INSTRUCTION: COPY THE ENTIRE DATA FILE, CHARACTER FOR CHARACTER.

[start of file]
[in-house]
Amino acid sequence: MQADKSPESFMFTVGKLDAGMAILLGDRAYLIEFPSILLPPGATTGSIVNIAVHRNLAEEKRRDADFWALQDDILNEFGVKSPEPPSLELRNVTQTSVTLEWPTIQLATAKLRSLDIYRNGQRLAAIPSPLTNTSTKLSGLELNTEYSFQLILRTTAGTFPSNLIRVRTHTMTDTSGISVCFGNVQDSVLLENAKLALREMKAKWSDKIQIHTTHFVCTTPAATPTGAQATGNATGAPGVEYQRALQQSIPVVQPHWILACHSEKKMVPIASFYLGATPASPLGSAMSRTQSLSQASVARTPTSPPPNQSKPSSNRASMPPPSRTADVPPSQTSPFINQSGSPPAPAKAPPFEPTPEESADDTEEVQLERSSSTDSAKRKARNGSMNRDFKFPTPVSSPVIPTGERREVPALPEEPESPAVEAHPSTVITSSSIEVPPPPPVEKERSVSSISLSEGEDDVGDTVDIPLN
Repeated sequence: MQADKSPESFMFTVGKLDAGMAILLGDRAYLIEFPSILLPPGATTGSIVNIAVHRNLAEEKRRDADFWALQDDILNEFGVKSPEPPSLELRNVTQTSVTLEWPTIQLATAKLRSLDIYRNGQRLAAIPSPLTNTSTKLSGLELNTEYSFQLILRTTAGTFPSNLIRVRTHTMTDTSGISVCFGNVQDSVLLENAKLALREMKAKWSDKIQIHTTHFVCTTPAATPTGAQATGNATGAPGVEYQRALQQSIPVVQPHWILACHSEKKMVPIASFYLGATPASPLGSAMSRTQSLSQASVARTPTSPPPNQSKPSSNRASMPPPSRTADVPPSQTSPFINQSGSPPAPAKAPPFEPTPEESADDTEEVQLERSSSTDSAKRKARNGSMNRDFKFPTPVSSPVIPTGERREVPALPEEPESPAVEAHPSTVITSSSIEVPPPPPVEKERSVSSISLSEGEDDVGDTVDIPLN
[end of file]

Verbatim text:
[in-house]
Amino acid sequence: MQADKSPESFMFTVGKLDAGMAILLGDRAYLIEFPSILLPPGATTGSIVNIAVHRNLAEEKRRDADFWALQDDILNEFGVKSPEPPSLELRNVTQTSVTLEWPTIQLATAKLRSLDIYRNGQRLAAIPSPLTNTSTKLSGLELNTEYSFQLILRTTAGTFPSNLIRVRTHTMTDTSGISVCFGNVQDSVLLENAKLALREMKAKWSDKIQIHTTHFVCTTPAATPTGAQATGNATGAPGVEYQRALQQSIPVVQPHWILACHSEKKMVPIASFYLGATPASPLGSAMSRTQSLSQASVARTPTSPPPNQSKPSSNRASMPPPSRTADVPPSQTSPFINQSGSPPAPAKAPPFEPTPEESADDTEEVQLERSSSTDSAKRKARNGSMNRDFKFPTPVSSPVIPTGERREVPALPEEPESPAVEAHPSTVITSSSIEVPPPPPVEKERSVSSISLSEGEDDVGDTVDIPLN
Repeated sequence: MQADKSPESFMFTVGKLDAGMAILLGDRAYLIEFPSILLPPGATTGSIVNIAVHRNLAEEKRRDADFWALQDDILNEFGVKSPEPPSLELRNVTQTSVTLEWPTIQLATAKLRSLDIYRNGQRLAAIPSPLTNTSTKLSGLELNTEYSFQLILRTTAGTFPSNLIRVRTHTMTDTSGISVCFGNVQDSVLLENAKLALREMKAKWSDKIQIHTTHFVCTTPAATPTGAQATGNATGAPGVEYQRALQQSIPVVQPHWILACHSEKKMVPIASFYLGATPASPLGSAMSRTQSLSQASVARTPTSPPPNQSKPSSNRASMPPPSRTADVPPSQTSPFINQSGSPPAPAKAPPFEPTPEESADDTEEVQLERSSSTDSAKRKARNGSMNRDFKFPTPVSSPVIPTGERREVPALPEEPESPAVEAHPSTVITSSSIEVPPPPPVEKERSVSSISLSEGEDDVGDTVDIPLN